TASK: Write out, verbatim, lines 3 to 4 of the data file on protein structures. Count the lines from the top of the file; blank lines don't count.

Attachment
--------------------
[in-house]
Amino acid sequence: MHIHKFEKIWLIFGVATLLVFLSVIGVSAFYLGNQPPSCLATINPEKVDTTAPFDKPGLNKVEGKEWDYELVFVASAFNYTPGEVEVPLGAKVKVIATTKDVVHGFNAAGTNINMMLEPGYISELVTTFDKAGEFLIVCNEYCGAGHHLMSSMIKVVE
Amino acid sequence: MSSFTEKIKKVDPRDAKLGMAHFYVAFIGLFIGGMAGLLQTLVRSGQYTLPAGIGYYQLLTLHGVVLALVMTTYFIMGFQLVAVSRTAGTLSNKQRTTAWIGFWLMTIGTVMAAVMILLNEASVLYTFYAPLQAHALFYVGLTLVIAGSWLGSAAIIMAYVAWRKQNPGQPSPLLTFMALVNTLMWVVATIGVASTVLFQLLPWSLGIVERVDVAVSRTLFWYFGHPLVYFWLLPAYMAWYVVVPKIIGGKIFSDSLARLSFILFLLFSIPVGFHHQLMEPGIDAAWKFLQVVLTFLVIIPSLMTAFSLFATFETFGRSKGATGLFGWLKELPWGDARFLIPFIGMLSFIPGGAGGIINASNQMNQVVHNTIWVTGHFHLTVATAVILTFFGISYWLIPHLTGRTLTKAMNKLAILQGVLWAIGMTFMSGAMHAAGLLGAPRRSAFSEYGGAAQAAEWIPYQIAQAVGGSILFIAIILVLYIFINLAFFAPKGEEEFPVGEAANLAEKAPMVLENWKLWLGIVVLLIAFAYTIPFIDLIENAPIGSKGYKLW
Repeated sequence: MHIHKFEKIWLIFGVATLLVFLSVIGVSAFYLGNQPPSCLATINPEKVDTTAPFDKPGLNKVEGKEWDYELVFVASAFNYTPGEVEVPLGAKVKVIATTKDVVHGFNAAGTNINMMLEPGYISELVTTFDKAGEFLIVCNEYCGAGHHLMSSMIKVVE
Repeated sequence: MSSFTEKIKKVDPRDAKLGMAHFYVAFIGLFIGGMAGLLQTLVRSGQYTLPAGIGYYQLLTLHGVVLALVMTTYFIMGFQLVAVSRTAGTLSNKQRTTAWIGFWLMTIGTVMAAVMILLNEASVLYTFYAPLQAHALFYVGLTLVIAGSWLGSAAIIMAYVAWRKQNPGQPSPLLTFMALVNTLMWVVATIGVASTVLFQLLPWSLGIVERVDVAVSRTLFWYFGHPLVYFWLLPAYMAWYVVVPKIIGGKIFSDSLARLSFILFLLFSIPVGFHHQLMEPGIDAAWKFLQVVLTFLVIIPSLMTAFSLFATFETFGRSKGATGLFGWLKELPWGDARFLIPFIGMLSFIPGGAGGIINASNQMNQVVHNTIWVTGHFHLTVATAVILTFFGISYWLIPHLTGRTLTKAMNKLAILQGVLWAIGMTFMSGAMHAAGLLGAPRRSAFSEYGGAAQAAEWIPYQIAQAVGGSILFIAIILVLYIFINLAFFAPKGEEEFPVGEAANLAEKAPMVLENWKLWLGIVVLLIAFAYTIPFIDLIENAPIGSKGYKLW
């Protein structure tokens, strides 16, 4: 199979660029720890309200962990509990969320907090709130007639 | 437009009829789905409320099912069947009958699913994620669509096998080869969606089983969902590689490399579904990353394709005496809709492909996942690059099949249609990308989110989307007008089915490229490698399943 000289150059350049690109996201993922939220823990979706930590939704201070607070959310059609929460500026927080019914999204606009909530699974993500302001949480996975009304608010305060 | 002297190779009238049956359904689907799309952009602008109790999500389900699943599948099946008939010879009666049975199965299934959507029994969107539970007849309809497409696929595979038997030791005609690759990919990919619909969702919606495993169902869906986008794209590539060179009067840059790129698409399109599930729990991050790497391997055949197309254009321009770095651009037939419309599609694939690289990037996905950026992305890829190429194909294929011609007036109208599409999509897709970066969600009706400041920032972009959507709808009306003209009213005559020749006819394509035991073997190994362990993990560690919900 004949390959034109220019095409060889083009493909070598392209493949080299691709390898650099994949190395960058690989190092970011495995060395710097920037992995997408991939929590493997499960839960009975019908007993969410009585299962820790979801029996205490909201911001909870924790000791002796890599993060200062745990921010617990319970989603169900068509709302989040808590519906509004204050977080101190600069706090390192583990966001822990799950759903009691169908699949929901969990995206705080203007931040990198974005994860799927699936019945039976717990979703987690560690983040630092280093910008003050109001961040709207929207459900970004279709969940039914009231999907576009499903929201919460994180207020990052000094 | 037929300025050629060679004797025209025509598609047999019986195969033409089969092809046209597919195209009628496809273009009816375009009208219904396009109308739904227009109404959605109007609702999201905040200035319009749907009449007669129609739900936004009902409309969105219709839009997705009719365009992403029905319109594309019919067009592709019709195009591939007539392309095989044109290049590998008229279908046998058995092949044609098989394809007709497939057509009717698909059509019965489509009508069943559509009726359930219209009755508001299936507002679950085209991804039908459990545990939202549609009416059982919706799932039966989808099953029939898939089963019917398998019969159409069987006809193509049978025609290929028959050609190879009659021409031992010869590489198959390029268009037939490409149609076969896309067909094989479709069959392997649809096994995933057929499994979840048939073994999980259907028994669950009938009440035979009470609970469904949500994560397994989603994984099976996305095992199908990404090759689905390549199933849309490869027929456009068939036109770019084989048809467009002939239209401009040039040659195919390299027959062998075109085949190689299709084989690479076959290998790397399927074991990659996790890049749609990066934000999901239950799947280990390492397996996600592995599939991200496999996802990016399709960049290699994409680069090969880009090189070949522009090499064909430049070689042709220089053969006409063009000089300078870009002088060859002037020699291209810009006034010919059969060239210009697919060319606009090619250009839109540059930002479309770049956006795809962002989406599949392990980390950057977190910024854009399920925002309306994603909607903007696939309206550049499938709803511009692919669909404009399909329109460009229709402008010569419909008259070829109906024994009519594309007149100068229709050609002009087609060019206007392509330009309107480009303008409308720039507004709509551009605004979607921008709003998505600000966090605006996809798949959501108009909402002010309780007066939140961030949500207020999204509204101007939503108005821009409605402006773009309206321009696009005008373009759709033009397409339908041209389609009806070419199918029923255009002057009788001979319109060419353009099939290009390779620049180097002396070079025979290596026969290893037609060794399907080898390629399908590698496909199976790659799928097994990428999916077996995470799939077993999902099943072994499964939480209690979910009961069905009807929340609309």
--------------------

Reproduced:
Amino acid sequence: MSSFTEKIKKVDPRDAKLGMAHFYVAFIGLFIGGMAGLLQTLVRSGQYTLPAGIGYYQLLTLHGVVLALVMTTYFIMGFQLVAVSRTAGTLSNKQRTTAWIGFWLMTIGTVMAAVMILLNEASVLYTFYAPLQAHALFYVGLTLVIAGSWLGSAAIIMAYVAWRKQNPGQPSPLLTFMALVNTLMWVVATIGVASTVLFQLLPWSLGIVERVDVAVSRTLFWYFGHPLVYFWLLPAYMAWYVVVPKIIGGKIFSDSLARLSFILFLLFSIPVGFHHQLMEPGIDAAWKFLQVVLTFLVIIPSLMTAFSLFATFETFGRSKGATGLFGWLKELPWGDARFLIPFIGMLSFIPGGAGGIINASNQMNQVVHNTIWVTGHFHLTVATAVILTFFGISYWLIPHLTGRTLTKAMNKLAILQGVLWAIGMTFMSGAMHAAGLLGAPRRSAFSEYGGAAQAAEWIPYQIAQAVGGSILFIAIILVLYIFINLAFFAPKGEEEFPVGEAANLAEKAPMVLENWKLWLGIVVLLIAFAYTIPFIDLIENAPIGSKGYKLW
Repeated sequence: MHIHKFEKIWLIFGVATLLVFLSVIGVSAFYLGNQPPSCLATINPEKVDTTAPFDKPGLNKVEGKEWDYELVFVASAFNYTPGEVEVPLGAKVKVIATTKDVVHGFNAAGTNINMMLEPGYISELVTTFDKAGEFLIVCNEYCGAGHHLMSSMIKVVE